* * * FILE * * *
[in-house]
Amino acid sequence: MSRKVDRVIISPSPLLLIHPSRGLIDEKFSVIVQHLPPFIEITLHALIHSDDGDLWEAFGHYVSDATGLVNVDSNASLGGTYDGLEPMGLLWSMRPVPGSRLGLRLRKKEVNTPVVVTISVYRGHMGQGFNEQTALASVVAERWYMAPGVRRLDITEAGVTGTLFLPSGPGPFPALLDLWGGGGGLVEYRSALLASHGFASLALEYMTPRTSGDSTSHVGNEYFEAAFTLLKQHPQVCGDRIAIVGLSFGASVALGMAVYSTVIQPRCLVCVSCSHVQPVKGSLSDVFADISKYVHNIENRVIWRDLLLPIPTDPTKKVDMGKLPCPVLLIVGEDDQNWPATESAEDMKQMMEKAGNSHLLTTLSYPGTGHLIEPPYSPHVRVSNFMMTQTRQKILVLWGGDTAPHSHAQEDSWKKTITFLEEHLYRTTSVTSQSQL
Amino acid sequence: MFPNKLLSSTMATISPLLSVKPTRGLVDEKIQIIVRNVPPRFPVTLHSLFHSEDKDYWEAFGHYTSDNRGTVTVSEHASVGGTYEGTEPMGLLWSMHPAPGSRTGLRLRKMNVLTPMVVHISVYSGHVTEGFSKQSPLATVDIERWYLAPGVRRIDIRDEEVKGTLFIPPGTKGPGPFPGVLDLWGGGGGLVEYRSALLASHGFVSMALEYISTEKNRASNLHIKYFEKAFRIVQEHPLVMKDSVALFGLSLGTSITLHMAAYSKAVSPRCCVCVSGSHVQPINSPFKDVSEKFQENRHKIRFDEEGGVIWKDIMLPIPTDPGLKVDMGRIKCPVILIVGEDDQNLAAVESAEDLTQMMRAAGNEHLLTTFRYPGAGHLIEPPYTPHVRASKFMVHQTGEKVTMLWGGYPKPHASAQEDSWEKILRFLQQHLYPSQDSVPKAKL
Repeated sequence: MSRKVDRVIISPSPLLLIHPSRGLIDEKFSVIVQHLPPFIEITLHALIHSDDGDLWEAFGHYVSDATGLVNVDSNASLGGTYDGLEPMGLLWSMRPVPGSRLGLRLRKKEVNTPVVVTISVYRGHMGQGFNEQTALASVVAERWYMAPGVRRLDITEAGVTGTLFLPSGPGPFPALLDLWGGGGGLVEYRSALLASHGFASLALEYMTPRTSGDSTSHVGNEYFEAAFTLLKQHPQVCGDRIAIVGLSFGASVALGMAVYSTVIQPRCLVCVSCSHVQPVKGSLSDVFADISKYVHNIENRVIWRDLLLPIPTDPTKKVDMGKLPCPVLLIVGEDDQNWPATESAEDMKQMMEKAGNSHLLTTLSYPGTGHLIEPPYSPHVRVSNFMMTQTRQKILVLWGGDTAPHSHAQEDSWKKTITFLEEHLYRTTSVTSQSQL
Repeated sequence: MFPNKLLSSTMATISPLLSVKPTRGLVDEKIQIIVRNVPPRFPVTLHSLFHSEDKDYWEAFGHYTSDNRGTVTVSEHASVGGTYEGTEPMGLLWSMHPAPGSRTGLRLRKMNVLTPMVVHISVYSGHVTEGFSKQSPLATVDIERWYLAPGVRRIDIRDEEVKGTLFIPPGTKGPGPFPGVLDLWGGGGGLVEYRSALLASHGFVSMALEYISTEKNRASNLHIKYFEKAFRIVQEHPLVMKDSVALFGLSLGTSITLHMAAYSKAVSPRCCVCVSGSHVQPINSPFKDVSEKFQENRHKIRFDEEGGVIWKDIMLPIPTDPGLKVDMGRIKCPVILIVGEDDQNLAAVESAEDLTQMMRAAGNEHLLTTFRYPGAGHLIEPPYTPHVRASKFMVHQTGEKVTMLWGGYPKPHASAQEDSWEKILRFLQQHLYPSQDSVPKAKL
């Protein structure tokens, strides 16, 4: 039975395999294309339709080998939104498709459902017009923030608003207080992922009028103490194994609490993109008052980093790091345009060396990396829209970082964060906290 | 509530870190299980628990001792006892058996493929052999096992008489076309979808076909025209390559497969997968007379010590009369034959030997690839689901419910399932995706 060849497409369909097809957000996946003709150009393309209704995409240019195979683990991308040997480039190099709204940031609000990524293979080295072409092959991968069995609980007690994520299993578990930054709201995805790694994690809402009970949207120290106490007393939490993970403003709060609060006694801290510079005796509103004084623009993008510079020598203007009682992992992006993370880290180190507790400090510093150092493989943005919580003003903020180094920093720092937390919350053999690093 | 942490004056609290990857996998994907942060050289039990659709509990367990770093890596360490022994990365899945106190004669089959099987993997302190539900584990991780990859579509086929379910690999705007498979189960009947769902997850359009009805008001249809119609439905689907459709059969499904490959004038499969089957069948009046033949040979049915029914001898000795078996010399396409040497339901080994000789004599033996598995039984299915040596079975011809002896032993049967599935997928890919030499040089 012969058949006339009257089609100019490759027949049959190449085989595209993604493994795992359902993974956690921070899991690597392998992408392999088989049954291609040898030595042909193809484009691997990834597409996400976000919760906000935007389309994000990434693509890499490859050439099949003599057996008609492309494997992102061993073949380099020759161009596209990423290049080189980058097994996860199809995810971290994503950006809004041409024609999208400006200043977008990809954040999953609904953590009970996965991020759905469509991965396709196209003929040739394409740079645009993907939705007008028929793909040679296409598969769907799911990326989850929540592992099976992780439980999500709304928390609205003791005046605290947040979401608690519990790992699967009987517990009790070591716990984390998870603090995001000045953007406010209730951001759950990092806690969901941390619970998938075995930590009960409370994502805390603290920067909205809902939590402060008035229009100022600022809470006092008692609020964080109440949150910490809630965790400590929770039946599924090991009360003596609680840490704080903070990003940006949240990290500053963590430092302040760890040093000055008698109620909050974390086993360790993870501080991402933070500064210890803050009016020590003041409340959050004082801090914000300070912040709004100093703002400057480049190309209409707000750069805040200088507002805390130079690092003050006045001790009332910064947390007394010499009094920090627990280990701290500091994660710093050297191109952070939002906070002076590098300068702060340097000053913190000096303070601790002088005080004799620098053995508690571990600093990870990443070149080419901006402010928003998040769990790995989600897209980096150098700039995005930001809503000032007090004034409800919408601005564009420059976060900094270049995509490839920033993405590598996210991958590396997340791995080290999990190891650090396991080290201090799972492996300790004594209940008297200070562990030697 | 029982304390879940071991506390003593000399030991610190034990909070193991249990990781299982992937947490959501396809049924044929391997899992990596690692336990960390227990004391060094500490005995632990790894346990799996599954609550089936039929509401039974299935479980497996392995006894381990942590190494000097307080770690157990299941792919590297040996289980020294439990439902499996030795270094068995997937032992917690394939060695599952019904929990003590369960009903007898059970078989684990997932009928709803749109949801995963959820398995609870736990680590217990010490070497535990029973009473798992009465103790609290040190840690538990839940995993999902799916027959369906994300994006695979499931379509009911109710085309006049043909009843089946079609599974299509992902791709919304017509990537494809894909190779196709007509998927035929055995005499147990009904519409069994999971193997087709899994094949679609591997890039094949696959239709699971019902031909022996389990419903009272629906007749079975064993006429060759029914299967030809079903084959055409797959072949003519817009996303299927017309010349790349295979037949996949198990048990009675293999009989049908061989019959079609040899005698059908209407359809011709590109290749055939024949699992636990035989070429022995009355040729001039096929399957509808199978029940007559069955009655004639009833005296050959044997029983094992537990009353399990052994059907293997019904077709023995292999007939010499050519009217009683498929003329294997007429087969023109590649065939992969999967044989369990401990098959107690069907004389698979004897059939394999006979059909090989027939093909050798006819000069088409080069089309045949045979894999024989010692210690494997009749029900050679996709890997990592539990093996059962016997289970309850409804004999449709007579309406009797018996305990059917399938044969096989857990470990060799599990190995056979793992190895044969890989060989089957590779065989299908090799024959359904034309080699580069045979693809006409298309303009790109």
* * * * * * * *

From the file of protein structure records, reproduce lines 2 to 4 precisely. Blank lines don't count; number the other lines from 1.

Amino acid sequence: MSRKVDRVIISPSPLLLIHPSRGLIDEKFSVIVQHLPPFIEITLHALIHSDDGDLWEAFGHYVSDATGLVNVDSNASLGGTYDGLEPMGLLWSMRPVPGSRLGLRLRKKEVNTPVVVTISVYRGHMGQGFNEQTALASVVAERWYMAPGVRRLDITEAGVTGTLFLPSGPGPFPALLDLWGGGGGLVEYRSALLASHGFASLALEYMTPRTSGDSTSHVGNEYFEAAFTLLKQHPQVCGDRIAIVGLSFGASVALGMAVYSTVIQPRCLVCVSCSHVQPVKGSLSDVFADISKYVHNIENRVIWRDLLLPIPTDPTKKVDMGKLPCPVLLIVGEDDQNWPATESAEDMKQMMEKAGNSHLLTTLSYPGTGHLIEPPYSPHVRVSNFMMTQTRQKILVLWGGDTAPHSHAQEDSWKKTITFLEEHLYRTTSVTSQSQL
Amino acid sequence: MFPNKLLSSTMATISPLLSVKPTRGLVDEKIQIIVRNVPPRFPVTLHSLFHSEDKDYWEAFGHYTSDNRGTVTVSEHASVGGTYEGTEPMGLLWSMHPAPGSRTGLRLRKMNVLTPMVVHISVYSGHVTEGFSKQSPLATVDIERWYLAPGVRRIDIRDEEVKGTLFIPPGTKGPGPFPGVLDLWGGGGGLVEYRSALLASHGFVSMALEYISTEKNRASNLHIKYFEKAFRIVQEHPLVMKDSVALFGLSLGTSITLHMAAYSKAVSPRCCVCVSGSHVQPINSPFKDVSEKFQENRHKIRFDEEGGVIWKDIMLPIPTDPGLKVDMGRIKCPVILIVGEDDQNLAAVESAEDLTQMMRAAGNEHLLTTFRYPGAGHLIEPPYTPHVRASKFMVHQTGEKVTMLWGGYPKPHASAQEDSWEKILRFLQQHLYPSQDSVPKAKL
Repeated sequence: MSRKVDRVIISPSPLLLIHPSRGLIDEKFSVIVQHLPPFIEITLHALIHSDDGDLWEAFGHYVSDATGLVNVDSNASLGGTYDGLEPMGLLWSMRPVPGSRLGLRLRKKEVNTPVVVTISVYRGHMGQGFNEQTALASVVAERWYMAPGVRRLDITEAGVTGTLFLPSGPGPFPALLDLWGGGGGLVEYRSALLASHGFASLALEYMTPRTSGDSTSHVGNEYFEAAFTLLKQHPQVCGDRIAIVGLSFGASVALGMAVYSTVIQPRCLVCVSCSHVQPVKGSLSDVFADISKYVHNIENRVIWRDLLLPIPTDPTKKVDMGKLPCPVLLIVGEDDQNWPATESAEDMKQMMEKAGNSHLLTTLSYPGTGHLIEPPYSPHVRVSNFMMTQTRQKILVLWGGDTAPHSHAQEDSWKKTITFLEEHLYRTTSVTSQSQL